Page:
Plantar Fasciitis and Pronation Control
Upon impact with the ground, our feet have a natural tendency to roll inward, which is known as pronation. This rolling motion serves to absorb the shock of landing, bear the weight of our body, and effectively transfer energy from the ankle to the heel. In addition, it is important for the arch of our foot to slightly collapse in order to facilitate a seamless push-off from the heel. These biomechanical movements play a crucial role in maintaining stability and promoting efficient movement during walking or running.
Having unbalanced arches can lead to a great deal of discomfort in the lower leg and foot areas. One common issue that arises from this is overpronation, where the foot rolls inward excessively while walking or running. This can then lead to various problems such as plantar fasciitis, heel spurs, bunions, and even symptoms of arthritis. It is important to address these issues with proper support and treatment to alleviate the discomfort and prevent further complications.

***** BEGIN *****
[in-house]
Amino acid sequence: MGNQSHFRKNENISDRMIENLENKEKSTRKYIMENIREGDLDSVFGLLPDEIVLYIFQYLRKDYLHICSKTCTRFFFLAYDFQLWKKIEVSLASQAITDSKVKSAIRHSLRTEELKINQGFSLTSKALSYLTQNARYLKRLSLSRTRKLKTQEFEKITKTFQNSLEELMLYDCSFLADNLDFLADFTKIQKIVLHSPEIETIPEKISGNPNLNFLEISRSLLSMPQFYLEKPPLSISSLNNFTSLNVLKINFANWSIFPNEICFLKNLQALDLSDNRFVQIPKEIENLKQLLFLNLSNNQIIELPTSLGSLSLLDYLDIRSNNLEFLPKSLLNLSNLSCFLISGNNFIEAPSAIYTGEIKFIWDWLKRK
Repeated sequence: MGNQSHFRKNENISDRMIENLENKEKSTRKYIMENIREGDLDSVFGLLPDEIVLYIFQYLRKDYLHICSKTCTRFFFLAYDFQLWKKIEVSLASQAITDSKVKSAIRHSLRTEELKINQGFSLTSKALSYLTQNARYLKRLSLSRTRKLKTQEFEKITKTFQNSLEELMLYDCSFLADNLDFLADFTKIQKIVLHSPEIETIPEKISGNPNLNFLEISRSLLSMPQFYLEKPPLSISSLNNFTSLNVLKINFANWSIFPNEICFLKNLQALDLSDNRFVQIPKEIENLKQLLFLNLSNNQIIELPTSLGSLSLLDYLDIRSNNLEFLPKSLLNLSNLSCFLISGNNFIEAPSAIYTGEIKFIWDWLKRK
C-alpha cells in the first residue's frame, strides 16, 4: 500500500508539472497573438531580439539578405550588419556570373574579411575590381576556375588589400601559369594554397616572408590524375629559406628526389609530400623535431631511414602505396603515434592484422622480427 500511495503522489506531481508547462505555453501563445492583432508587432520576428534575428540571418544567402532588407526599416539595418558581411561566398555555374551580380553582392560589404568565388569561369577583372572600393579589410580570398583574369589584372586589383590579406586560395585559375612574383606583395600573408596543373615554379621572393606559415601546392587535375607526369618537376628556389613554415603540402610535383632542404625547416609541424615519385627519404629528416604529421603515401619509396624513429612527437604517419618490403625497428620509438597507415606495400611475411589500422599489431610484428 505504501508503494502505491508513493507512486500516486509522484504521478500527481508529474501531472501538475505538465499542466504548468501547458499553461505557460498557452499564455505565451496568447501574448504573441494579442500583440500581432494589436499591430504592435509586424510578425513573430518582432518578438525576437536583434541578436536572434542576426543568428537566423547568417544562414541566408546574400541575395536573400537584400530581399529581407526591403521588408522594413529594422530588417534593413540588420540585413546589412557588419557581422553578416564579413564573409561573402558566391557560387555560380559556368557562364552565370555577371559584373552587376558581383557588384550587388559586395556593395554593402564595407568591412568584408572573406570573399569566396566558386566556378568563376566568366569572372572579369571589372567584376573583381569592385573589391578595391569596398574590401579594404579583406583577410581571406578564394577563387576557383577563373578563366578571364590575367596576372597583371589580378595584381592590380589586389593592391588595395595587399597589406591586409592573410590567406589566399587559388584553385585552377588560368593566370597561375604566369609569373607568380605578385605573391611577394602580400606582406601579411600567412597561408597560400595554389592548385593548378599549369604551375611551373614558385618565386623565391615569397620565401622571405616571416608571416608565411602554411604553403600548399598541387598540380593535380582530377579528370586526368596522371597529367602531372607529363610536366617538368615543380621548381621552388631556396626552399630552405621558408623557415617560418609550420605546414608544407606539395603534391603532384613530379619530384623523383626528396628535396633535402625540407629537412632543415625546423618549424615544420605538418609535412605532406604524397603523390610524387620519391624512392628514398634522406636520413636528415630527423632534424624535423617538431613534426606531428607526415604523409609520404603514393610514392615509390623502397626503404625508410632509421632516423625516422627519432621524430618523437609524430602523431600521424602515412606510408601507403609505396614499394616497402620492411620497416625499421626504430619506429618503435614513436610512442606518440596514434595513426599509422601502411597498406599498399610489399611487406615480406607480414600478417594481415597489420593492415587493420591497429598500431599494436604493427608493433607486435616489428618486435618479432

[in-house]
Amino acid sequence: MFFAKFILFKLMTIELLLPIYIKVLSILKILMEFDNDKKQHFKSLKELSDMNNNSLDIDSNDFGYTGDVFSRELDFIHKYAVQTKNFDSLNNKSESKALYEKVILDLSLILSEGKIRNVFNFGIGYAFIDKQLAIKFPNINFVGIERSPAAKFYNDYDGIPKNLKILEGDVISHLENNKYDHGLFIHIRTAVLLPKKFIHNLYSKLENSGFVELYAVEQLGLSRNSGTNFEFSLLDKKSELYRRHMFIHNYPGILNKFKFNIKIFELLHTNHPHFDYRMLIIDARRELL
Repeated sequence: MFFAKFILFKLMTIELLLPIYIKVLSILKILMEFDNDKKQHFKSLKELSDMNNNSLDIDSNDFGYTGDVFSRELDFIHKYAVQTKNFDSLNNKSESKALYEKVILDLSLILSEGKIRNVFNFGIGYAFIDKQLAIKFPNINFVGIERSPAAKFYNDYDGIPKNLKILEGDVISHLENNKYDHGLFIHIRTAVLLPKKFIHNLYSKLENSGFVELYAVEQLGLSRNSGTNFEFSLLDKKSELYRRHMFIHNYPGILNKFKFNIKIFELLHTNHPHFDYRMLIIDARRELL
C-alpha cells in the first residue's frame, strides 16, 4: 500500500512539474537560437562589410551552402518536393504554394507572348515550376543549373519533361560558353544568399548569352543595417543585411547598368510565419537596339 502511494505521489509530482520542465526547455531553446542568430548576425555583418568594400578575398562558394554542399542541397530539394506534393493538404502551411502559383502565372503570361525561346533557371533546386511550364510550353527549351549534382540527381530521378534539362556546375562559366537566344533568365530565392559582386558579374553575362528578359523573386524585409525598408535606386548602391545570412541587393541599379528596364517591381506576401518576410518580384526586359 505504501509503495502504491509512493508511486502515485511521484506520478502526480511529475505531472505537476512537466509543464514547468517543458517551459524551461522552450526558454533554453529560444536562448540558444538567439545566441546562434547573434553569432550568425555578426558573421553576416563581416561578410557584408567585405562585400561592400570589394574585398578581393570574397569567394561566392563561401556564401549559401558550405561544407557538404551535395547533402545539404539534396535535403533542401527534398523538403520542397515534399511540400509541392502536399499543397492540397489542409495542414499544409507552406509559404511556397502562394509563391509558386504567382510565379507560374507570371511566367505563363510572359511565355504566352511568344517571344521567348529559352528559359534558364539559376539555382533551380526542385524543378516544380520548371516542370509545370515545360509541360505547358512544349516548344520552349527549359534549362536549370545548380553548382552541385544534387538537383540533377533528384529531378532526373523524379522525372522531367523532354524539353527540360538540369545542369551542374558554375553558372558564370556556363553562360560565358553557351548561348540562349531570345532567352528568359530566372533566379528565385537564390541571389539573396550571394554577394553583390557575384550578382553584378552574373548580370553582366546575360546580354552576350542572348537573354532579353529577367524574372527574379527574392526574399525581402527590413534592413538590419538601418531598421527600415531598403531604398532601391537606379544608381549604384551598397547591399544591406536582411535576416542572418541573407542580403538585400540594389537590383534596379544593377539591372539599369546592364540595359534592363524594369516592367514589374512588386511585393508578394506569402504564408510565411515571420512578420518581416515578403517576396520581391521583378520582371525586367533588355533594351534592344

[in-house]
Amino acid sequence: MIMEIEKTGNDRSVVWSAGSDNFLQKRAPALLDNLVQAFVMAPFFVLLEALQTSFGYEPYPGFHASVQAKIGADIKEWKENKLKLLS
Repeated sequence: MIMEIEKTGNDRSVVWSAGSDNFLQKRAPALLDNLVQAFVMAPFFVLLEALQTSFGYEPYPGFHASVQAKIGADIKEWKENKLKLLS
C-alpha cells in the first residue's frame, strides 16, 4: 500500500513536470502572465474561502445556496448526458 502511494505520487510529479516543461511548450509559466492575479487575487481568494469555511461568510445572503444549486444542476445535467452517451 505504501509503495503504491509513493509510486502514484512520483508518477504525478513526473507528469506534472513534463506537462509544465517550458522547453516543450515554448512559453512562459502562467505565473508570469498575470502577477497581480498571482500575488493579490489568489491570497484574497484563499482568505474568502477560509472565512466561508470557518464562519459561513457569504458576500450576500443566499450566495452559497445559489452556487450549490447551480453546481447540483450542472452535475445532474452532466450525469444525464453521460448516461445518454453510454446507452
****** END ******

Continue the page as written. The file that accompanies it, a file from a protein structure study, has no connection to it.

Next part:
Excessive pronation, also known as overpronation, is a common foot condition in which the arch of the foot excessively collapses downward or inward. This condition can be attributed to various factors, including obesity, tendon damage, or other underlying causes. It is important to note that overpronation can affect individuals of all age groups, making it a widespread concern.
Treatment Options for Overpronation
People suffering from overpronation have many treatment options at their disposal to combat it, from wearing anti-pronation shoes and physical therapy sessions to strengthen muscles that keep an arch flat to inserts or full-length insoles to make walking and running less painful by stopping feet from rolling inward when striking the ground.
Stretching and Strengthening Programs for Plantar Fasciitis
Stretching, nerve glides, taping and manual therapy techniques may all be effective in alleviating plantar fascia pain. They should all be utilized early on during recovery to increase flexibility and ease tension along the plantar fascia.
Rehabilitation interventions must address all influences that increase strain on the plantar fascia, with particular attention paid to restoring normal muscle strength, improving flexibility, and normalizing biomechanical influences.
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